Duty to Notify

Duty to notify the Home Office of potential victim of modern slavery

From 1 November 2015, specified public authorities have a duty to notify the Secretary of State of any individual identified in England and Wales as a suspected victim of slavery or human trafficking. It is estimated that there were 10-13,000 victims of modern slavery in the UK in 2013, with only 1746 potential victims referred to the National Referral Mechanism in the same period. This duty is intended to improve the identification of victims and help build a more comprehensive picture of the nature and scale of modern slavery, to improve victim identification and the law enforcement response.

The “duty to notify” is set out in Section 52 of the Modern Slavery Act 2015, and applies to the following public authorities in England and Wales at the time of publication (additional public authorities can be added through regulations):

(a) a chief officer of police for a police area
(b) the chief constable of the British Transport Police Force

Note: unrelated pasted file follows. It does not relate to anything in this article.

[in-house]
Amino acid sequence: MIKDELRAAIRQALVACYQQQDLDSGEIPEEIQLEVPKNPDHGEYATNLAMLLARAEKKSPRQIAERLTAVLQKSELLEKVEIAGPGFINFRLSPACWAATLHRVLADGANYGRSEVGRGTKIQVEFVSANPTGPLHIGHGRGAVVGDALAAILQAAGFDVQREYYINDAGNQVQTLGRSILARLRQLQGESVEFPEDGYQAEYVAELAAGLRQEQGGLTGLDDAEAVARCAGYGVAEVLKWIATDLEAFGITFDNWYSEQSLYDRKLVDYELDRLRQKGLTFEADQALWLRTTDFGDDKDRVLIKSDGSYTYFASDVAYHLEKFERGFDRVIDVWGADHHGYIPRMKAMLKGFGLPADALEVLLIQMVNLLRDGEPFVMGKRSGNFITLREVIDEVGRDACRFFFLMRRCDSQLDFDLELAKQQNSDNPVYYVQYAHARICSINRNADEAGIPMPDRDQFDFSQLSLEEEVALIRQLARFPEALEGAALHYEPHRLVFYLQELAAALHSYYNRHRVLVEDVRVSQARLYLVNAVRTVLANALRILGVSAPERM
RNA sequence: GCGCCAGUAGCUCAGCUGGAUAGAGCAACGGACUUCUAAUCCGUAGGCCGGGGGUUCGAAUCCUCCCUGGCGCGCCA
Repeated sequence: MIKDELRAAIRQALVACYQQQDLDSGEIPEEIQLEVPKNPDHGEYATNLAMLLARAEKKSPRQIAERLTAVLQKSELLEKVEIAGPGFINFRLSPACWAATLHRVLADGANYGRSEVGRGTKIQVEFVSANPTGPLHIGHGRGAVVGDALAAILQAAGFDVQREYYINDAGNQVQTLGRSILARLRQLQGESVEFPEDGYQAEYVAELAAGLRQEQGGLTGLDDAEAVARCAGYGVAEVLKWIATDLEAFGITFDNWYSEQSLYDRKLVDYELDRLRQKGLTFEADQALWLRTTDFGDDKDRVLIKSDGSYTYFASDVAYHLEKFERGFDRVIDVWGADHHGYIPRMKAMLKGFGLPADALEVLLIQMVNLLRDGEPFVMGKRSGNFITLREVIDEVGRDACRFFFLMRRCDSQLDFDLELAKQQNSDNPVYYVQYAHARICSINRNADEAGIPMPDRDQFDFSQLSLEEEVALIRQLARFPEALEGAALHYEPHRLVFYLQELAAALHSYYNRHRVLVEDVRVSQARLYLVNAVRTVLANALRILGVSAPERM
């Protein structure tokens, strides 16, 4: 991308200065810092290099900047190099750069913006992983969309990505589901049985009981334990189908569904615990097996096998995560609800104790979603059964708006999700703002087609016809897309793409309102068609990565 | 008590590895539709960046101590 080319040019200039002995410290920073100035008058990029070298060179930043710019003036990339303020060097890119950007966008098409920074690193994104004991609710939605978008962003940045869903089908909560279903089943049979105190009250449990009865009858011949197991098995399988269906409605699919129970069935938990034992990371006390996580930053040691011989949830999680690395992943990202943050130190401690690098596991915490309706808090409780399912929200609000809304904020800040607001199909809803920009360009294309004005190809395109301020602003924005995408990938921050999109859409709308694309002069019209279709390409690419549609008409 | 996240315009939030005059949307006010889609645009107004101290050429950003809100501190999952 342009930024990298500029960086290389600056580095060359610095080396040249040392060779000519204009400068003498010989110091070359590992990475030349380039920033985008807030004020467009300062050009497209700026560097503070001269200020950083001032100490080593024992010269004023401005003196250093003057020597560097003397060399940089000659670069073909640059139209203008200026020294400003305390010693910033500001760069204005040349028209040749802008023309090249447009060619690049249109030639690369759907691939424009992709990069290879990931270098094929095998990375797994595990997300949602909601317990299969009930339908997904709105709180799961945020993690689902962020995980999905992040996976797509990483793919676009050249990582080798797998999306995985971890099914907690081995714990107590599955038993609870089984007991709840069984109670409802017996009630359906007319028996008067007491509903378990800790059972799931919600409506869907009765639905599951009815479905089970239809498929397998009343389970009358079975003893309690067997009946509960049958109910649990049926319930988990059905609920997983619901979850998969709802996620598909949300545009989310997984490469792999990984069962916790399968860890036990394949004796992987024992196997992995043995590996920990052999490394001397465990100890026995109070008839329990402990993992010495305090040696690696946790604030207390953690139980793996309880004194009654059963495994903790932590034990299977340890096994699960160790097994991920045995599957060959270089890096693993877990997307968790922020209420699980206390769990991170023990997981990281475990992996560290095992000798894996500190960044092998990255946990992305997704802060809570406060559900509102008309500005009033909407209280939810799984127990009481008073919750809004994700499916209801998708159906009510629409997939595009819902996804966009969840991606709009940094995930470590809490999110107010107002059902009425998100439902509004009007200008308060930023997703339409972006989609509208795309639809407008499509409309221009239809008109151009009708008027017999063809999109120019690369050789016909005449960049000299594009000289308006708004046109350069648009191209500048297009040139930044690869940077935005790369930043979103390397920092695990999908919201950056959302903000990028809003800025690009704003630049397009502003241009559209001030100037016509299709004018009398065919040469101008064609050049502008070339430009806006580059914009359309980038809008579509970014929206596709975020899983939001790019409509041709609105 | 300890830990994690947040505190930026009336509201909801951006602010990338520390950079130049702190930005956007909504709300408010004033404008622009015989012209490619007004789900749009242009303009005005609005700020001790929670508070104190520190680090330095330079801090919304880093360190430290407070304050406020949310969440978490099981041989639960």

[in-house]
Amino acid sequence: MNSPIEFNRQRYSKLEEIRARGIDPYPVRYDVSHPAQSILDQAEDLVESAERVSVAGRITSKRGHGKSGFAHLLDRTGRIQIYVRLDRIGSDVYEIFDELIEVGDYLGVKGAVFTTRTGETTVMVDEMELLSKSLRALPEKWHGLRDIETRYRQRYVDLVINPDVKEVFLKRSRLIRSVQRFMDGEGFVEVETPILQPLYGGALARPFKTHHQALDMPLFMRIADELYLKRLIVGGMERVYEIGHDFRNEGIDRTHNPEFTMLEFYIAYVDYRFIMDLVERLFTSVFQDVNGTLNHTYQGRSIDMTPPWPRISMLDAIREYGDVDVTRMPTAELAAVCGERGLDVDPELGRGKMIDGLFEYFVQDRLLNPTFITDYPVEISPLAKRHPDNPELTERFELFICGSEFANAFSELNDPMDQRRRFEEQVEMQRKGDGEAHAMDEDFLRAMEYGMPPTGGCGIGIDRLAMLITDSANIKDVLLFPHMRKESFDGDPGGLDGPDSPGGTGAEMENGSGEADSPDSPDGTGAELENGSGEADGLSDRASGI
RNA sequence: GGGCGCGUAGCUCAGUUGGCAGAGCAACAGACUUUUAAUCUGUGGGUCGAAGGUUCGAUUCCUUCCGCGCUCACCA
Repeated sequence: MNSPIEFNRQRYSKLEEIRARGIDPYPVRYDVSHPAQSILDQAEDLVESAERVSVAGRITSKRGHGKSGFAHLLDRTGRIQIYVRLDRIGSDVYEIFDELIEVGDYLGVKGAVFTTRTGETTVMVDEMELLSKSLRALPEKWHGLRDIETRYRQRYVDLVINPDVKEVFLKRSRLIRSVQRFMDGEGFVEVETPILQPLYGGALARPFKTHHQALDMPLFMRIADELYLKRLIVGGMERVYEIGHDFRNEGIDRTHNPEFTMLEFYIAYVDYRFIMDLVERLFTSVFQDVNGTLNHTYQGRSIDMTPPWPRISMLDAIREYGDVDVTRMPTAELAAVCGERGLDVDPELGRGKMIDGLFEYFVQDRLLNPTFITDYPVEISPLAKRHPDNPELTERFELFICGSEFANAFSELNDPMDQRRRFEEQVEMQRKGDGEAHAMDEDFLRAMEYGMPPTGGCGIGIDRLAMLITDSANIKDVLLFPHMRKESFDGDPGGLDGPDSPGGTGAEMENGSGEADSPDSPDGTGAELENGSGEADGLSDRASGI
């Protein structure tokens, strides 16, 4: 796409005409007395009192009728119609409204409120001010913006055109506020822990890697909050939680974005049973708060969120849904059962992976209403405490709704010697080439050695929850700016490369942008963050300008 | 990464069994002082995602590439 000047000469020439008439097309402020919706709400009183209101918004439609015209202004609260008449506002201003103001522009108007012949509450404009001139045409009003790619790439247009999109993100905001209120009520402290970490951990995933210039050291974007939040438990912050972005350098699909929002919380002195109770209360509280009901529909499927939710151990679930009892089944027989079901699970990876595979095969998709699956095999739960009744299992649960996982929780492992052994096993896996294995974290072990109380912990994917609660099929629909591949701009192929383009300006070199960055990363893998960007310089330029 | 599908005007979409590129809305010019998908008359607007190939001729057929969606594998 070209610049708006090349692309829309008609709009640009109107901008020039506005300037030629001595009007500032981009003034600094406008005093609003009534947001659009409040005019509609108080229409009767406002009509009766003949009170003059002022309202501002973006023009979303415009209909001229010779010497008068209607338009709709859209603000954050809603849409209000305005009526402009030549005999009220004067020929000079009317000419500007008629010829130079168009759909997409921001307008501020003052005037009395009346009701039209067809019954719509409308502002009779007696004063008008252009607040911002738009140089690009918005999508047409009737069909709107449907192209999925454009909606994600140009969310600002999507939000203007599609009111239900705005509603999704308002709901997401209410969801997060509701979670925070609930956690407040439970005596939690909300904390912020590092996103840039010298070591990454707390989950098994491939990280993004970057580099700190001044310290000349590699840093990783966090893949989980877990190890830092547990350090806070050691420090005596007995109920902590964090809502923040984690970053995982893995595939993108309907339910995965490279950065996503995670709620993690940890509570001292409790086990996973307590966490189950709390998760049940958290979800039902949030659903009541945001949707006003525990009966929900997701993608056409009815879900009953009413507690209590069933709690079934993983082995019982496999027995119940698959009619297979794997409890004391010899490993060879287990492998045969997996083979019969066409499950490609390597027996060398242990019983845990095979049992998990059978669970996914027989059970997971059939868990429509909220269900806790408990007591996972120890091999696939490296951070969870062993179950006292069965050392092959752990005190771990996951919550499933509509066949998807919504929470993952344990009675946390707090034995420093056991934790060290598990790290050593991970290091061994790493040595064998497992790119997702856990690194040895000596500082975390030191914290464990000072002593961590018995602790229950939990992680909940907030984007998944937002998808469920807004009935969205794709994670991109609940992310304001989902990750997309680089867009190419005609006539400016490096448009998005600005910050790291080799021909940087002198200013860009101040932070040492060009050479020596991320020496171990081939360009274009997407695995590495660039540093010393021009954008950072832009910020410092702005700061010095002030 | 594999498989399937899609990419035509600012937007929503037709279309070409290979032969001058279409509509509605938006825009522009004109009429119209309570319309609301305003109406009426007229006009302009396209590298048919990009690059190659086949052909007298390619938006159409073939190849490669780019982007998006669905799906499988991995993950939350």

(c) the National Crime Agency
(d) a county council
(e) a county borough council
(f) a district council
(g) a London borough council
(h) the Greater London Authority
(i) the Common Council of the City of London
(j) the Council of the Isles of Scilly
(k) the Gangmasters Licensing Authority

Home Office staff within UK Visas and Immigration, Border Force and Immigration Enforcement are also required, as a matter of Home Office policy, to make an internal referral to the Modern Slavery Case Management Unit (dutytonotify@homeoffice.gsi.gov.uk) who will manage these notifications.

Click here to access the Home Office's "duty to notify" form

All information on this page is taken from the Home Office statutory guidance on modern slavery